Wednesday, Mar. 21, 2012
March 21, 1871, New York Herald journalist Henry Morton Stanley begins his famous search through Africa for Dr. David Livingstone, the legendary British explorer. In the summer of 1865, at a time when the Western world is tremendously fascinated by the mysteries of Africa, Livingstone embarks on a two-year expedition into The Dark Continent to find the source of the Nile River. Six years later, and two years after the Western world last hears from him, The New York Herald editor James Gordon Bennett Jr., decides to send Stanley on a mission to find Livingstone, or obtain evidence of his death. In the village of Ujiji, on the shore of Lake Tanganyika, Stanley and his caravan come finally locate a sick and impoverished Livingstone. According to the legend, upon meeting the renown British explorer, Stanley extends his hand and greets him with the now famous words, “Dr. Livingstone, I presume?” After deciding to stay in Africa to complete his mission, Livingstone eventually dies 18 months later in what is today’s Zambia.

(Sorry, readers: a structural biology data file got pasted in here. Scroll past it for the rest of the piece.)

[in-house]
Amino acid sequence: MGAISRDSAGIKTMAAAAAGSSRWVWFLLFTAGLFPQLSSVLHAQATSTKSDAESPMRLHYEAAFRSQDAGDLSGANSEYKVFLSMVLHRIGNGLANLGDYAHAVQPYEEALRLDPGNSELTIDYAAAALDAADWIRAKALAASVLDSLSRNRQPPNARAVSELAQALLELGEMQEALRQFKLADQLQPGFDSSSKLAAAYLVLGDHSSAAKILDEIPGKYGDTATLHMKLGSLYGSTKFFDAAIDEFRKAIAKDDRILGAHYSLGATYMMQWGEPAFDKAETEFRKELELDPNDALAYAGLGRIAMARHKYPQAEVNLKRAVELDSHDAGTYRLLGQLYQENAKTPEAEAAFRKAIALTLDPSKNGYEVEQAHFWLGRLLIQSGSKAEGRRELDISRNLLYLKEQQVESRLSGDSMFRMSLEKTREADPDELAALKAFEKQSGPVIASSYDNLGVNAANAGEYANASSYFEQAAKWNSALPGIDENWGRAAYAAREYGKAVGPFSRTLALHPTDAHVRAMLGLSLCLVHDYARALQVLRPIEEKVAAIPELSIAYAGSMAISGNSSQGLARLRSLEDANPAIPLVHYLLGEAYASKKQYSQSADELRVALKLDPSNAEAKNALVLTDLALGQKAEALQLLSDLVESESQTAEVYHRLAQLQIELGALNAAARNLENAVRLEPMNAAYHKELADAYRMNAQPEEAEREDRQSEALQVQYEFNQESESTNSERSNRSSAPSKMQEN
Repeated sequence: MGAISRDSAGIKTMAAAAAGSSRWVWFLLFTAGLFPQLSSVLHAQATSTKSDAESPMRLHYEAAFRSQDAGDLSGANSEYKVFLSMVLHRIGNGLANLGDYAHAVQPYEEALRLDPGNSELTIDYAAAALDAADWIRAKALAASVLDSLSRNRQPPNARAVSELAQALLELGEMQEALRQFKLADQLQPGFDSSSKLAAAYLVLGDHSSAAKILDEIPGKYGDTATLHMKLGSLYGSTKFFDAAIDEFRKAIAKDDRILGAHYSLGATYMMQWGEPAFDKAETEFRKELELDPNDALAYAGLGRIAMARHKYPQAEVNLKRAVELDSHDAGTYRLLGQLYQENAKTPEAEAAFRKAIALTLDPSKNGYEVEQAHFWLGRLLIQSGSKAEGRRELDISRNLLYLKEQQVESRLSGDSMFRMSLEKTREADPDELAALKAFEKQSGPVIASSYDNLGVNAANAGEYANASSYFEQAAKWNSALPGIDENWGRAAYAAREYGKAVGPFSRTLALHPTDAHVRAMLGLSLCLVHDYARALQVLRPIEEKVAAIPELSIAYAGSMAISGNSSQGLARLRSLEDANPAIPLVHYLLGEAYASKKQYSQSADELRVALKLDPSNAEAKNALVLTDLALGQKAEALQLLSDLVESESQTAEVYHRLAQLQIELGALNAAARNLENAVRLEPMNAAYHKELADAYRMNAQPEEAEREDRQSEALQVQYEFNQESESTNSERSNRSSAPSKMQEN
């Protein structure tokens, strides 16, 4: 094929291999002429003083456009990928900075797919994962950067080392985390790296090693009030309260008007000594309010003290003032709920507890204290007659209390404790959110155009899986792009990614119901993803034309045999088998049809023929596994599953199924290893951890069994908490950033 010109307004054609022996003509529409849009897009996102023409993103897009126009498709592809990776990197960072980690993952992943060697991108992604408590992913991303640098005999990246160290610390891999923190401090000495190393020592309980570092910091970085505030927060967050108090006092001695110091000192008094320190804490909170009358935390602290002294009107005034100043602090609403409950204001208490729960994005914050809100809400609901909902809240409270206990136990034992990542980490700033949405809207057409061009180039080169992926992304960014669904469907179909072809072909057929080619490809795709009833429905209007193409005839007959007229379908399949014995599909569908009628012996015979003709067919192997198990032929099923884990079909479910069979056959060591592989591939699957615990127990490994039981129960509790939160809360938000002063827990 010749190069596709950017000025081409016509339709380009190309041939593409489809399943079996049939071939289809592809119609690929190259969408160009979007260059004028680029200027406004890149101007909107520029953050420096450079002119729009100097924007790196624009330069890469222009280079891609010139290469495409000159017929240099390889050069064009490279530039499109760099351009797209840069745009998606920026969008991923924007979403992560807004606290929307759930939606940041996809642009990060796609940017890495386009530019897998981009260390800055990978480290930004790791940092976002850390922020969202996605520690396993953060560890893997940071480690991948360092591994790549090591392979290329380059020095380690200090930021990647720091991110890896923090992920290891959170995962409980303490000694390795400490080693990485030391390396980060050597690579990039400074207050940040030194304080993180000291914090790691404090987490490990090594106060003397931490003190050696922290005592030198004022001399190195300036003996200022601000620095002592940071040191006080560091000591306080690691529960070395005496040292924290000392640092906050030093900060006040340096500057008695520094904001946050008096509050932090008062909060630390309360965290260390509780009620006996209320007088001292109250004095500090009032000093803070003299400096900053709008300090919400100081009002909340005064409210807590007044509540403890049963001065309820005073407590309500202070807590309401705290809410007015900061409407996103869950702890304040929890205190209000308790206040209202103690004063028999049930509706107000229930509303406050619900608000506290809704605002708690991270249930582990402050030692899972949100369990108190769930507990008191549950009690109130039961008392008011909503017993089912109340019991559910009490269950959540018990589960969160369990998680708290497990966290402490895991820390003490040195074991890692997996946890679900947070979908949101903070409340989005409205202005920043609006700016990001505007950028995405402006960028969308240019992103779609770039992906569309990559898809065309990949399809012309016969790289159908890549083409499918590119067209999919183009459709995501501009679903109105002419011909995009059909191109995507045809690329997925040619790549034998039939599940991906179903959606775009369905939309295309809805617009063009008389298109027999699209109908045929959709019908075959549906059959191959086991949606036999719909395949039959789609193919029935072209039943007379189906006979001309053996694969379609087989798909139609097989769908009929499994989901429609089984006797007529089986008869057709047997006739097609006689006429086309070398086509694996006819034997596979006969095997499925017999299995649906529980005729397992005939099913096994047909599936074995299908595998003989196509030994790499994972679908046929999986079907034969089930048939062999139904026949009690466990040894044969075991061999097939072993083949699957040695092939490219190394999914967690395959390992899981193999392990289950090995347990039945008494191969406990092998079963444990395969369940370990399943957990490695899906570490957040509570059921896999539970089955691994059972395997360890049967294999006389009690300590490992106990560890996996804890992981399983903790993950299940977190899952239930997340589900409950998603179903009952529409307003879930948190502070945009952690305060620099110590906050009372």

Last month, a team of experts headed by Adrian S. Wisnicki—assistant professor of 19th-century British literature at Indiana University of Pennsylvania—successfully used modern spectral-imaging technology to make Dr. David Livingstone’s over 100-year-old field diary legible. The old and tattered manuscript was partially written on newsprint and paper scraps using berry juice that caused smears and stains. Due to the extended period of time during which there was no communication between Livingstone and the outside world, his diary is of particular interest to historians and exploration enthusiasts. After obtaining the diary in Glasgow, Scotland, Livingstone’s place of birth, professor Wisnicki and his team of scientists used spectral-imaging technology to highlight the illegible text and focus light at specific angles to analyze the page topography and discern the illegible text of the diary.